The fashionability of skepticism in a Trumpian world

Donald Trump has made skepticism fashionable, but in a bad way.

Skepticism is good when used to sharpen truth by ridding it of falsehoods but when it is used to conveniently dismiss facts, it is a dangerous weapon. Donald Trump has recruited perhaps the countries best skeptics — evangelicals. Sadly, their skepticism has been misguided. Facts are villainized and lies are celebrated.

Evangelicals have been trafficking in skepticism for centuries and Christians for millennia. It is their brand. For most of its history, Christians enjoyed a science-free world where rationality was made to submit to revelation. With the dawning of the age of science and reason, revelation was finally dethroned as the supreme source of truth… for most rational people. Unfortunately, some religiously minded stubbornly clung to biblical revelation in the name of commitment to the God of theism.

As science continues to shine its light in the distant dark corners of our universe, groups like evangelicals have dug in their heals and become more obstinate in adhering to Medieval thinking where ancient superstitions hold more authority than rationalism. The fall out of this intransigence is becoming more dire as it infects all spheres of society even finding expression in the highest levels of government and effecting policy.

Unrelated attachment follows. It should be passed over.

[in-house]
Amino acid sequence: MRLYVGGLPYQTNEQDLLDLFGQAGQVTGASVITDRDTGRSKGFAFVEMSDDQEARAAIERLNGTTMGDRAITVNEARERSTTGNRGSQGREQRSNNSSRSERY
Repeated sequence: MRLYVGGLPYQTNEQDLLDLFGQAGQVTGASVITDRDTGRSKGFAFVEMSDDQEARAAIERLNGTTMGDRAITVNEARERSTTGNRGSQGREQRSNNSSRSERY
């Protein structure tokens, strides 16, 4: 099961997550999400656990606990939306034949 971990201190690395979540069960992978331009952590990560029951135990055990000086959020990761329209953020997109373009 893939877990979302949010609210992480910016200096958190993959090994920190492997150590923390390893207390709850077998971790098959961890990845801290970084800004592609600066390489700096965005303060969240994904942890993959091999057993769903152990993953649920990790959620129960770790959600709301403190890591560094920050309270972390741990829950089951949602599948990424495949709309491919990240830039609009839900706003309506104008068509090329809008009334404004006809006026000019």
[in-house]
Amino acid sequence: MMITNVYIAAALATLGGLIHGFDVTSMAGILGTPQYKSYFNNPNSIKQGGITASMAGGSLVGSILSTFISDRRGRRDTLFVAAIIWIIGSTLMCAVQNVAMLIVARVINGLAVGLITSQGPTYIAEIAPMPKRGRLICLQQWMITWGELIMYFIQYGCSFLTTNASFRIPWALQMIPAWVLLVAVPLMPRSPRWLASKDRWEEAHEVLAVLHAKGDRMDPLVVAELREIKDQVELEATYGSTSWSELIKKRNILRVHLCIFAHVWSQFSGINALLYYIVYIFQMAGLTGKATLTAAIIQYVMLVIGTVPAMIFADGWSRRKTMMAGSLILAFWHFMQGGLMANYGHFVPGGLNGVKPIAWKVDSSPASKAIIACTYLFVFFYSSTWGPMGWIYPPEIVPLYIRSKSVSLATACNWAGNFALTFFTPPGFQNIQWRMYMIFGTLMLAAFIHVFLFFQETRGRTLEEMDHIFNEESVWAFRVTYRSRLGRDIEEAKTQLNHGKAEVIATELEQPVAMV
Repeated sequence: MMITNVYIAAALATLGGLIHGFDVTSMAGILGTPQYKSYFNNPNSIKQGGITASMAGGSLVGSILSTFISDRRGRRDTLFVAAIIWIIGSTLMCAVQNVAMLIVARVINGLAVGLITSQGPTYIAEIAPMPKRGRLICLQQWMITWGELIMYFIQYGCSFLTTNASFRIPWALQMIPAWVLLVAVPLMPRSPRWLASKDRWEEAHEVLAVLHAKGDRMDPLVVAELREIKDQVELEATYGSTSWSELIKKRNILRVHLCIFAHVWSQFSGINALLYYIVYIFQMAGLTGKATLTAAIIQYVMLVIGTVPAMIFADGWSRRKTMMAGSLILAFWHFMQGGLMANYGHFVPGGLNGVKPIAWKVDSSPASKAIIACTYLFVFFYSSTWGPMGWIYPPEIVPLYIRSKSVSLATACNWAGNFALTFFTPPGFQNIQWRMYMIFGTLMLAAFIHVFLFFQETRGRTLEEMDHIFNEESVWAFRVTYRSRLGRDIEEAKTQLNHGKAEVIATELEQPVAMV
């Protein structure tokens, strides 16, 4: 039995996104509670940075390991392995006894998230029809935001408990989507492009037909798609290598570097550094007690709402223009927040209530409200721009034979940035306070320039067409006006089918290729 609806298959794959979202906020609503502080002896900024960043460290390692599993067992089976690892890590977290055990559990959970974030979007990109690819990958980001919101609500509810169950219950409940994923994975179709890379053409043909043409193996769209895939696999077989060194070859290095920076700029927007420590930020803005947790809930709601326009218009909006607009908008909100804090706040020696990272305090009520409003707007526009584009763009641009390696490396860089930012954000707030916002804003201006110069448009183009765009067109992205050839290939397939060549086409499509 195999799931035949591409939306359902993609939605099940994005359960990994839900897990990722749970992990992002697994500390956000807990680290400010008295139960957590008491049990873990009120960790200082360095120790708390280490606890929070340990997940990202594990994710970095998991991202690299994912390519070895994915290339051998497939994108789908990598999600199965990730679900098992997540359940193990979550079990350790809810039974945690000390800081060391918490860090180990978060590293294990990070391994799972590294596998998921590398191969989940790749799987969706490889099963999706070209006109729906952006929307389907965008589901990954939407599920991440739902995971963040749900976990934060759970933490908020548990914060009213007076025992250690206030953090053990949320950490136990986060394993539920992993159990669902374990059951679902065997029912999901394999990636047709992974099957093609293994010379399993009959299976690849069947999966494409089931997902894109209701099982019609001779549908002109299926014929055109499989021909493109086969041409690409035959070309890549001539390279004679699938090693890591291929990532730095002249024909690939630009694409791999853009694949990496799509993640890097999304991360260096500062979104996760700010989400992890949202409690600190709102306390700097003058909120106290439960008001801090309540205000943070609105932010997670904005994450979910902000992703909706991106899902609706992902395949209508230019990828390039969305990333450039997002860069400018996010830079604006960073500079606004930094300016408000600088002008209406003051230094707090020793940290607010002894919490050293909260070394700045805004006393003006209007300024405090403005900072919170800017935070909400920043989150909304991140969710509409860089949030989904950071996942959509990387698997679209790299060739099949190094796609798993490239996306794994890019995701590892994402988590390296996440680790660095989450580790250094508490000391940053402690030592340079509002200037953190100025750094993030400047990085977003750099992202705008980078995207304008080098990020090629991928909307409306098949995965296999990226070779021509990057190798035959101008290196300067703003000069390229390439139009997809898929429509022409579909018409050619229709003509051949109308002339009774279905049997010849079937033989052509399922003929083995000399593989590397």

One’s view of the Bible and Jesus is not a matter of opinion. It is a question of facts, logic and common sense. Nothing about Christian belief is evidentiary. It is purely faith in a supernatural presupposition without support. An objective and critical analysis of biblical data does not lead one to the claims of Christianity. The only “path” to Christian faith is through an unsubstantiated pre-conviction in Christian dogma which is then used to dismiss external sources of information.